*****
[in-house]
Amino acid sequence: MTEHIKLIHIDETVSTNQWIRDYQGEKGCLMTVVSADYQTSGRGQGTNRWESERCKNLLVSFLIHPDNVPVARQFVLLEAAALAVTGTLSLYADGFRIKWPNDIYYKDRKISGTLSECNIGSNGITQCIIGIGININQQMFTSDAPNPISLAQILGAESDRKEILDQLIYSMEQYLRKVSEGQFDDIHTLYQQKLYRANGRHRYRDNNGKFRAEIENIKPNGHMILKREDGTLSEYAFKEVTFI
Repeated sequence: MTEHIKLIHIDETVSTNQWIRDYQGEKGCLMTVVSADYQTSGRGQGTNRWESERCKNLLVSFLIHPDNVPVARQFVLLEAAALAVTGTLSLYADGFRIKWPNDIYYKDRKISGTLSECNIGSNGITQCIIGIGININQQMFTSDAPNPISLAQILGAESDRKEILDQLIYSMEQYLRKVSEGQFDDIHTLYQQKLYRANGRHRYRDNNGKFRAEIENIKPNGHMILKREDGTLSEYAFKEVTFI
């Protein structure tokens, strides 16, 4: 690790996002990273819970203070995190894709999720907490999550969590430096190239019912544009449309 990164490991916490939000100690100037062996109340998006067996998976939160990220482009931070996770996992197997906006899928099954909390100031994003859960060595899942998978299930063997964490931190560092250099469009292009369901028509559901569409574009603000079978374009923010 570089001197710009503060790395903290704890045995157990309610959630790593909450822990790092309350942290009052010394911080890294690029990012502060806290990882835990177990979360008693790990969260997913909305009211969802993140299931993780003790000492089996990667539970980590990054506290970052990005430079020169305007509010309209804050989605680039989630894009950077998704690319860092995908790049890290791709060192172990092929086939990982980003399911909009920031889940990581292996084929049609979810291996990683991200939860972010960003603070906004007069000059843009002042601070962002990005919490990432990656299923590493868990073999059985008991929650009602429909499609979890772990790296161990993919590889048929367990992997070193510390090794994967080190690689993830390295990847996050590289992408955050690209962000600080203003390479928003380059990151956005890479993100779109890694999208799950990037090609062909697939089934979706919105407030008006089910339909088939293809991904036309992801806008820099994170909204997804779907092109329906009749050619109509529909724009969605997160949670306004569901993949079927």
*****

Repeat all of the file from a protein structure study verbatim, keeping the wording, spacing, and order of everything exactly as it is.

[in-house]
Amino acid sequence: MTEHIKLIHIDETVSTNQWIRDYQGEKGCLMTVVSADYQTSGRGQGTNRWESERCKNLLVSFLIHPDNVPVARQFVLLEAAALAVTGTLSLYADGFRIKWPNDIYYKDRKISGTLSECNIGSNGITQCIIGIGININQQMFTSDAPNPISLAQILGAESDRKEILDQLIYSMEQYLRKVSEGQFDDIHTLYQQKLYRANGRHRYRDNNGKFRAEIENIKPNGHMILKREDGTLSEYAFKEVTFI
Repeated sequence: MTEHIKLIHIDETVSTNQWIRDYQGEKGCLMTVVSADYQTSGRGQGTNRWESERCKNLLVSFLIHPDNVPVARQFVLLEAAALAVTGTLSLYADGFRIKWPNDIYYKDRKISGTLSECNIGSNGITQCIIGIGININQQMFTSDAPNPISLAQILGAESDRKEILDQLIYSMEQYLRKVSEGQFDDIHTLYQQKLYRANGRHRYRDNNGKFRAEIENIKPNGHMILKREDGTLSEYAFKEVTFI
């Protein structure tokens, strides 16, 4: 690790996002990273819970203070995190894709999720907490999550969590430096190239019912544009449309 990164490991916490939000100690100037062996109340998006067996998976939160990220482009931070996770996992197997906006899928099954909390100031994003859960060595899942998978299930063997964490931190560092250099469009292009369901028509559901569409574009603000079978374009923010 570089001197710009503060790395903290704890045995157990309610959630790593909450822990790092309350942290009052010394911080890294690029990012502060806290990882835990177990979360008693790990969260997913909305009211969802993140299931993780003790000492089996990667539970980590990054506290970052990005430079020169305007509010309209804050989605680039989630894009950077998704690319860092995908790049890290791709060192172990092929086939990982980003399911909009920031889940990581292996084929049609979810291996990683991200939860972010960003603070906004007069000059843009002042601070962002990005919490990432990656299923590493868990073999059985008991929650009602429909499609979890772990790296161990993919590889048929367990992997070193510390090794994967080190690689993830390295990847996050590289992408955050690209962000600080203003390479928003380059990151956005890479993100779109890694999208799950990037090609062909697939089934979706919105407030008006089910339909088939293809991904036309992801806008820099994170909204997804779907092109329906009749050619109509529909724009969605997160949670306004569901993949079927």